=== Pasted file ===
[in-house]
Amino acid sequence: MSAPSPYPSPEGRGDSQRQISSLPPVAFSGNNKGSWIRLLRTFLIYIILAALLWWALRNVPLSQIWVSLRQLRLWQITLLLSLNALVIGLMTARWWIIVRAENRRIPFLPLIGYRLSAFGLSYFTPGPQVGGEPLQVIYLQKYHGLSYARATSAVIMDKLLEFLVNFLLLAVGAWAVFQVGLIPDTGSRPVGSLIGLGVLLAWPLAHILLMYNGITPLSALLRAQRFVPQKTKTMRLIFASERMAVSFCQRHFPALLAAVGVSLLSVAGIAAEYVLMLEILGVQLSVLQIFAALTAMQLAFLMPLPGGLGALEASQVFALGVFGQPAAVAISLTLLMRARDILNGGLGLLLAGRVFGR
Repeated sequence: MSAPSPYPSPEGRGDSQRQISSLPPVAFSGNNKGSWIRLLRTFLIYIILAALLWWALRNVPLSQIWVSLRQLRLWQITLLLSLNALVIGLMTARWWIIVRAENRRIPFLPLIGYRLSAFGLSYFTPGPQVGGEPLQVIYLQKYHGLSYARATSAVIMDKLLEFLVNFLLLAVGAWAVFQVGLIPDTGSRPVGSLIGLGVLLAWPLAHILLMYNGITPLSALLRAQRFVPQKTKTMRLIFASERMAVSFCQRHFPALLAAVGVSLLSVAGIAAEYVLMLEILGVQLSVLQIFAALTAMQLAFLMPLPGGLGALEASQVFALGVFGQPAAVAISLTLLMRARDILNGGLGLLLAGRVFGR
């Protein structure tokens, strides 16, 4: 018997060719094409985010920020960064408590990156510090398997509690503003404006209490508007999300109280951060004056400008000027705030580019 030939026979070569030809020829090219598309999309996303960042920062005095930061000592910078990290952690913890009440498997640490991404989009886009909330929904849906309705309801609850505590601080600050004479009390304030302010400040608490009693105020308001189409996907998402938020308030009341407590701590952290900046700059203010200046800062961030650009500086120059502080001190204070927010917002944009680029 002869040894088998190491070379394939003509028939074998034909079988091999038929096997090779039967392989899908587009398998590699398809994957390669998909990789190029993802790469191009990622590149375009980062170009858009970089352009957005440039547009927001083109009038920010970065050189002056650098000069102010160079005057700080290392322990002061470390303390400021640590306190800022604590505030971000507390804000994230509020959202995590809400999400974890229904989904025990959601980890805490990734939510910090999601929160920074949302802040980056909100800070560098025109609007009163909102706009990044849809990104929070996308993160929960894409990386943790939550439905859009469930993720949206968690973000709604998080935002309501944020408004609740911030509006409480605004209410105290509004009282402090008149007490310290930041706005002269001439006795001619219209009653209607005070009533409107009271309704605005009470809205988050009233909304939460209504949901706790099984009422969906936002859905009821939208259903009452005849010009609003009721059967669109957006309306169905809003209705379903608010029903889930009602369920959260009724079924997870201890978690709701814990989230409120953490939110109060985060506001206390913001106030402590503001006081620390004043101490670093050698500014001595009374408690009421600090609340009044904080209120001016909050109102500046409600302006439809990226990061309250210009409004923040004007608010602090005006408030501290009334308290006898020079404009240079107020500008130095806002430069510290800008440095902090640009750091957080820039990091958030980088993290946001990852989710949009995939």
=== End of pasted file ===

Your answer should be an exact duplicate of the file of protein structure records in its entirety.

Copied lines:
[in-house]
Amino acid sequence: MSAPSPYPSPEGRGDSQRQISSLPPVAFSGNNKGSWIRLLRTFLIYIILAALLWWALRNVPLSQIWVSLRQLRLWQITLLLSLNALVIGLMTARWWIIVRAENRRIPFLPLIGYRLSAFGLSYFTPGPQVGGEPLQVIYLQKYHGLSYARATSAVIMDKLLEFLVNFLLLAVGAWAVFQVGLIPDTGSRPVGSLIGLGVLLAWPLAHILLMYNGITPLSALLRAQRFVPQKTKTMRLIFASERMAVSFCQRHFPALLAAVGVSLLSVAGIAAEYVLMLEILGVQLSVLQIFAALTAMQLAFLMPLPGGLGALEASQVFALGVFGQPAAVAISLTLLMRARDILNGGLGLLLAGRVFGR
Repeated sequence: MSAPSPYPSPEGRGDSQRQISSLPPVAFSGNNKGSWIRLLRTFLIYIILAALLWWALRNVPLSQIWVSLRQLRLWQITLLLSLNALVIGLMTARWWIIVRAENRRIPFLPLIGYRLSAFGLSYFTPGPQVGGEPLQVIYLQKYHGLSYARATSAVIMDKLLEFLVNFLLLAVGAWAVFQVGLIPDTGSRPVGSLIGLGVLLAWPLAHILLMYNGITPLSALLRAQRFVPQKTKTMRLIFASERMAVSFCQRHFPALLAAVGVSLLSVAGIAAEYVLMLEILGVQLSVLQIFAALTAMQLAFLMPLPGGLGALEASQVFALGVFGQPAAVAISLTLLMRARDILNGGLGLLLAGRVFGR
């Protein structure tokens, strides 16, 4: 018997060719094409985010920020960064408590990156510090398997509690503003404006209490508007999300109280951060004056400008000027705030580019 030939026979070569030809020829090219598309999309996303960042920062005095930061000592910078990290952690913890009440498997640490991404989009886009909330929904849906309705309801609850505590601080600050004479009390304030302010400040608490009693105020308001189409996907998402938020308030009341407590701590952290900046700059203010200046800062961030650009500086120059502080001190204070927010917002944009680029 002869040894088998190491070379394939003509028939074998034909079988091999038929096997090779039967392989899908587009398998590699398809994957390669998909990789190029993802790469191009990622590149375009980062170009858009970089352009957005440039547009927001083109009038920010970065050189002056650098000069102010160079005057700080290392322990002061470390303390400021640590306190800022604590505030971000507390804000994230509020959202995590809400999400974890229904989904025990959601980890805490990734939510910090999601929160920074949302802040980056909100800070560098025109609007009163909102706009990044849809990104929070996308993160929960894409990386943790939550439905859009469930993720949206968690973000709604998080935002309501944020408004609740911030509006409480605004209410105290509004009282402090008149007490310290930041706005002269001439006795001619219209009653209607005070009533409107009271309704605005009470809205988050009233909304939460209504949901706790099984009422969906936002859905009821939208259903009452005849010009609003009721059967669109957006309306169905809003209705379903608010029903889930009602369920959260009724079924997870201890978690709701814990989230409120953490939110109060985060506001206390913001106030402590503001006081620390004043101490670093050698500014001595009374408690009421600090609340009044904080209120001016909050109102500046409600302006439809990226990061309250210009409004923040004007608010602090005006408030501290009334308290006898020079404009240079107020500008130095806002430069510290800008440095902090640009750091957080820039990091958030980088993290946001990852989710949009995939």